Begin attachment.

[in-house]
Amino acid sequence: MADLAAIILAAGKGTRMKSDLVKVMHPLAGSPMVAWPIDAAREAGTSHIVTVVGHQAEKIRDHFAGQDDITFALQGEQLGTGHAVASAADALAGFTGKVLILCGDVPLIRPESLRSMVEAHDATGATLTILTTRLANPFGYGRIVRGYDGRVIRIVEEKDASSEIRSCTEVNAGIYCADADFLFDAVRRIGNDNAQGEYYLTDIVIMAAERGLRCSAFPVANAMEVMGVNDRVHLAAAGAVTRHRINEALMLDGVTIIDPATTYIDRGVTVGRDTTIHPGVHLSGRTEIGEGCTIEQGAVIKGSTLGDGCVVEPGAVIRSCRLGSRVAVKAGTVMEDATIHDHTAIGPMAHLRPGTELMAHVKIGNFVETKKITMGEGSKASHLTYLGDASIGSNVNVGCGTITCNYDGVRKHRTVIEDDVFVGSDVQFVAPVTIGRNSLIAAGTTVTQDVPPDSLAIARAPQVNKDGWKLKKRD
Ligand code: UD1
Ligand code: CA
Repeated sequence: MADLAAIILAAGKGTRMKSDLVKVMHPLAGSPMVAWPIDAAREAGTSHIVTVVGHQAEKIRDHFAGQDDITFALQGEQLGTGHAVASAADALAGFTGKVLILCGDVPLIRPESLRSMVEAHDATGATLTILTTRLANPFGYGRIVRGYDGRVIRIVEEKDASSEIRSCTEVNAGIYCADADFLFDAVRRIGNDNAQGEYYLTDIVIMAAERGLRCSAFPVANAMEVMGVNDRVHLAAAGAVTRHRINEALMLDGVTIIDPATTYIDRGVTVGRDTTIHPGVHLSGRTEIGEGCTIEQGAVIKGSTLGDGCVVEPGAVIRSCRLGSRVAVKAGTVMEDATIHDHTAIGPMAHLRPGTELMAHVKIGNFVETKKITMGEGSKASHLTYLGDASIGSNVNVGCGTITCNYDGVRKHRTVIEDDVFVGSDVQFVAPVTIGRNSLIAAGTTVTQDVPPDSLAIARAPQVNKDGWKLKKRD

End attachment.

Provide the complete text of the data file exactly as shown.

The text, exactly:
[in-house]
Amino acid sequence: MADLAAIILAAGKGTRMKSDLVKVMHPLAGSPMVAWPIDAAREAGTSHIVTVVGHQAEKIRDHFAGQDDITFALQGEQLGTGHAVASAADALAGFTGKVLILCGDVPLIRPESLRSMVEAHDATGATLTILTTRLANPFGYGRIVRGYDGRVIRIVEEKDASSEIRSCTEVNAGIYCADADFLFDAVRRIGNDNAQGEYYLTDIVIMAAERGLRCSAFPVANAMEVMGVNDRVHLAAAGAVTRHRINEALMLDGVTIIDPATTYIDRGVTVGRDTTIHPGVHLSGRTEIGEGCTIEQGAVIKGSTLGDGCVVEPGAVIRSCRLGSRVAVKAGTVMEDATIHDHTAIGPMAHLRPGTELMAHVKIGNFVETKKITMGEGSKASHLTYLGDASIGSNVNVGCGTITCNYDGVRKHRTVIEDDVFVGSDVQFVAPVTIGRNSLIAAGTTVTQDVPPDSLAIARAPQVNKDGWKLKKRD
Ligand code: UD1
Ligand code: CA
Repeated sequence: MADLAAIILAAGKGTRMKSDLVKVMHPLAGSPMVAWPIDAAREAGTSHIVTVVGHQAEKIRDHFAGQDDITFALQGEQLGTGHAVASAADALAGFTGKVLILCGDVPLIRPESLRSMVEAHDATGATLTILTTRLANPFGYGRIVRGYDGRVIRIVEEKDASSEIRSCTEVNAGIYCADADFLFDAVRRIGNDNAQGEYYLTDIVIMAAERGLRCSAFPVANAMEVMGVNDRVHLAAAGAVTRHRINEALMLDGVTIIDPATTYIDRGVTVGRDTTIHPGVHLSGRTEIGEGCTIEQGAVIKGSTLGDGCVVEPGAVIRSCRLGSRVAVKAGTVMEDATIHDHTAIGPMAHLRPGTELMAHVKIGNFVETKKITMGEGSKASHLTYLGDASIGSNVNVGCGTITCNYDGVRKHRTVIEDDVFVGSDVQFVAPVTIGRNSLIAAGTTVTQDVPPDSLAIARAPQVNKDGWKLKKRD